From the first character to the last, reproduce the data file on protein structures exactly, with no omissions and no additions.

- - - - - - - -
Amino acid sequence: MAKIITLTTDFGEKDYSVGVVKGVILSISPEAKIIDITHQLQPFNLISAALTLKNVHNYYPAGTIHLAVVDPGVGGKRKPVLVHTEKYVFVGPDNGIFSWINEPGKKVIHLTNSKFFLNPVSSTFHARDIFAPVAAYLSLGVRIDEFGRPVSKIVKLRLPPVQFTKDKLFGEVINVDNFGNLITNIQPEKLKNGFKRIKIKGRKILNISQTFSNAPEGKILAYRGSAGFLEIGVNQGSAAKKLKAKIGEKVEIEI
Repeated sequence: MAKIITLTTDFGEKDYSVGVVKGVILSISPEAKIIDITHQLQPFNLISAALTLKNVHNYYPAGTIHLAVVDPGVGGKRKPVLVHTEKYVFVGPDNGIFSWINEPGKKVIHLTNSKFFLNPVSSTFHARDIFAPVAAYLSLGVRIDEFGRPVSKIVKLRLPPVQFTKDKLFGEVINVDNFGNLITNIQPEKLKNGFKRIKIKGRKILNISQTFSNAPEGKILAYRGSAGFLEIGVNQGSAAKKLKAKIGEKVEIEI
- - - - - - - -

Amino acid sequence: MAKIITLTTDFGEKDYSVGVVKGVILSISPEAKIIDITHQLQPFNLISAALTLKNVHNYYPAGTIHLAVVDPGVGGKRKPVLVHTEKYVFVGPDNGIFSWINEPGKKVIHLTNSKFFLNPVSSTFHARDIFAPVAAYLSLGVRIDEFGRPVSKIVKLRLPPVQFTKDKLFGEVINVDNFGNLITNIQPEKLKNGFKRIKIKGRKILNISQTFSNAPEGKILAYRGSAGFLEIGVNQGSAAKKLKAKIGEKVEIEI
Repeated sequence: MAKIITLTTDFGEKDYSVGVVKGVILSISPEAKIIDITHQLQPFNLISAALTLKNVHNYYPAGTIHLAVVDPGVGGKRKPVLVHTEKYVFVGPDNGIFSWINEPGKKVIHLTNSKFFLNPVSSTFHARDIFAPVAAYLSLGVRIDEFGRPVSKIVKLRLPPVQFTKDKLFGEVINVDNFGNLITNIQPEKLKNGFKRIKIKGRKILNISQTFSNAPEGKILAYRGSAGFLEIGVNQGSAAKKLKAKIGEKVEIEI